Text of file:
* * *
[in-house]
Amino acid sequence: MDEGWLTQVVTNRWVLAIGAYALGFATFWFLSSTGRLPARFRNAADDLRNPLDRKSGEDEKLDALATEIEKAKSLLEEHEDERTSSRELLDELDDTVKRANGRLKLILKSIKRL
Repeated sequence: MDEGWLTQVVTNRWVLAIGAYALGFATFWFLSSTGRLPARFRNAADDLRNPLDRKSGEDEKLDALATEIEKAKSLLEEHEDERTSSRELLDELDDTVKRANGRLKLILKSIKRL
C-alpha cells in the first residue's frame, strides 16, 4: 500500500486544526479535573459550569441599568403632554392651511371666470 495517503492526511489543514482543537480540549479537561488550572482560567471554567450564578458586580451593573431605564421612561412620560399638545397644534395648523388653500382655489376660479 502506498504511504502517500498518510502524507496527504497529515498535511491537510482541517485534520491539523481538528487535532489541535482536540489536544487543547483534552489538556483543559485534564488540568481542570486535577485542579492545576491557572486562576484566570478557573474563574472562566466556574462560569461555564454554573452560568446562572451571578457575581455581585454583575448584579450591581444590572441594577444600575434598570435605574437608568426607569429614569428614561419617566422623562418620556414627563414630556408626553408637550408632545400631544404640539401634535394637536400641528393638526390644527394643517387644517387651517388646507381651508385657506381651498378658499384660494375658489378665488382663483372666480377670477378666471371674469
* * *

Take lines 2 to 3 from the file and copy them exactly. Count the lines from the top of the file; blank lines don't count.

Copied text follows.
Amino acid sequence: MDEGWLTQVVTNRWVLAIGAYALGFATFWFLSSTGRLPARFRNAADDLRNPLDRKSGEDEKLDALATEIEKAKSLLEEHEDERTSSRELLDELDDTVKRANGRLKLILKSIKRL
Repeated sequence: MDEGWLTQVVTNRWVLAIGAYALGFATFWFLSSTGRLPARFRNAADDLRNPLDRKSGEDEKLDALATEIEKAKSLLEEHEDERTSSRELLDELDDTVKRANGRLKLILKSIKRL